• breathlessness develops or worsens
  • you have severe thirst and are peeing less than normal
  • you feel lightheaded or become very weak
  • you develop new or severe muscle cramps
  • your symptoms haven’t improved in 7 days

If you have a cough, this can last longer than 7 days. If you have no other symptoms you don’t need to seek extra help.

Phone 999 if you have a medical emergency, particularly if:

  • you’re short of breath whilst resting
  • your lips and tongue turn blue
  • your skin is ‘mottled’ or discoloured

Postnatal managing symptoms at home

If you’ve just had a baby but have also been assessed as having coronavirus and have been admitted to hospital, you should follow the advice above.

If there’s a medical emergency and you need to phone 111 or 999, inform the call handler that you’ve just had a baby.

It’s very unlikely that you will have passed coronavirus on to your child.

Read our pregnancy and newborn babies advice for more information.

Managing your child’s symptoms at home

If your child has been in hospital with confirmed or suspected coronavirus, you should follow our self-care advice to manage any symptoms your child’s may still have at home.

What if my child’s symptoms get worse at home?

Most children and babies with coronavirus will gradually get better at home and make a full recovery. However, if you’re worried about your child or baby you should phone 111 and tell them they’ve been assessed as having coronavirus. You should do this particularly if:

  • they start breathing very fast
  • they’re very thirsty and peeing less than normal
  • they’re not feeding or eating (children younger than 5)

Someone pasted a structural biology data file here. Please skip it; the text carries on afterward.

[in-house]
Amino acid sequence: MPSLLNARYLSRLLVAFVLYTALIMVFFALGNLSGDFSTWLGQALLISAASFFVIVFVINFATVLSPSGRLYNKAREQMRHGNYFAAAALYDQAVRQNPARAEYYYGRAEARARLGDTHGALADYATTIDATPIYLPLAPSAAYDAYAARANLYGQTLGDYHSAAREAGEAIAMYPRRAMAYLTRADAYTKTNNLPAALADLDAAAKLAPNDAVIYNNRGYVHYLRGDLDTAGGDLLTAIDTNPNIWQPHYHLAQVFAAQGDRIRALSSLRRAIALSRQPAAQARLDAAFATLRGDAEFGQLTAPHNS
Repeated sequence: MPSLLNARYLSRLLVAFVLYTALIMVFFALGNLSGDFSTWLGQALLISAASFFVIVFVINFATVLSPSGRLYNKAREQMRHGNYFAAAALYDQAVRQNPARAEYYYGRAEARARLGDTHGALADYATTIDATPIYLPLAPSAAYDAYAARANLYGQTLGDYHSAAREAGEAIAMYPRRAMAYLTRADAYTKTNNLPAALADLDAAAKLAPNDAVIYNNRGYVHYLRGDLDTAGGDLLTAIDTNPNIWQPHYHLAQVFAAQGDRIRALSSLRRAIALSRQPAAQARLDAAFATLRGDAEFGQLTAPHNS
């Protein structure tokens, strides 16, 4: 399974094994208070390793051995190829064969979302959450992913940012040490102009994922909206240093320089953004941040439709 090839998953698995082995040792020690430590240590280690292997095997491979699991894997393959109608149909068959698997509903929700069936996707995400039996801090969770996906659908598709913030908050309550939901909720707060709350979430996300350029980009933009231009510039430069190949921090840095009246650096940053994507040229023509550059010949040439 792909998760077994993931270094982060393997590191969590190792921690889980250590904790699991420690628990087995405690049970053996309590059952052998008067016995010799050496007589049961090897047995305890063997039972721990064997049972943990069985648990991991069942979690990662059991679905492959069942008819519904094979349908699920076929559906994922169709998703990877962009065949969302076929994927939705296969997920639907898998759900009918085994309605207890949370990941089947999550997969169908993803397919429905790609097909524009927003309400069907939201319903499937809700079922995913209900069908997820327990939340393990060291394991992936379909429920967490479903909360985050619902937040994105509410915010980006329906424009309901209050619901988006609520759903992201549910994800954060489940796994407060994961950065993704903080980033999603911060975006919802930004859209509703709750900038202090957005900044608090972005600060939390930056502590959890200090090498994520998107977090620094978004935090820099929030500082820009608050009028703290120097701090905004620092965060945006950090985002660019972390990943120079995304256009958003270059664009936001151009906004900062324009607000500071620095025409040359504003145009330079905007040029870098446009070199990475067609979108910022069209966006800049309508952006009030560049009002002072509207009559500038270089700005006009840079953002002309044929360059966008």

• they keep vomiting
  • they start to get a very high temperature again
  • their symptoms haven’t improved in 7 days

If your child or baby has a cough, this can last longer than 7 days. If they have no other symptoms you don’t need to seek extra help.

If they’re very unwell and seem to be getting worse or you think there’s something seriously wrong, phone 999, particularly if:

  • they’re short of breath whilst resting
  • their lips and tongue turn blue
  • their skin is ‘mottled’, pale or discoloured
  • they have a fit or convulsion
  • they become lethargic or difficult to wake up
  • they’re abnormally cold to touch

Don’t delay in getting help if you’re worried and always trust your instincts.

Informing your GP or other care providers

The hospital or assessment centre will update your GP that you or your child have been assessed for or admitted to hospital for coronavirus. You don’t need to phone your GP to let them know.

You should phone other care providers such as your midwife, your child’s nursery or other care providers to let them know.

Getting a sick line

You can send an isolation note to your employer as proof you need to stay off work because of coronavirus.

You don’t need to get a note from a GP.

Get an isolation note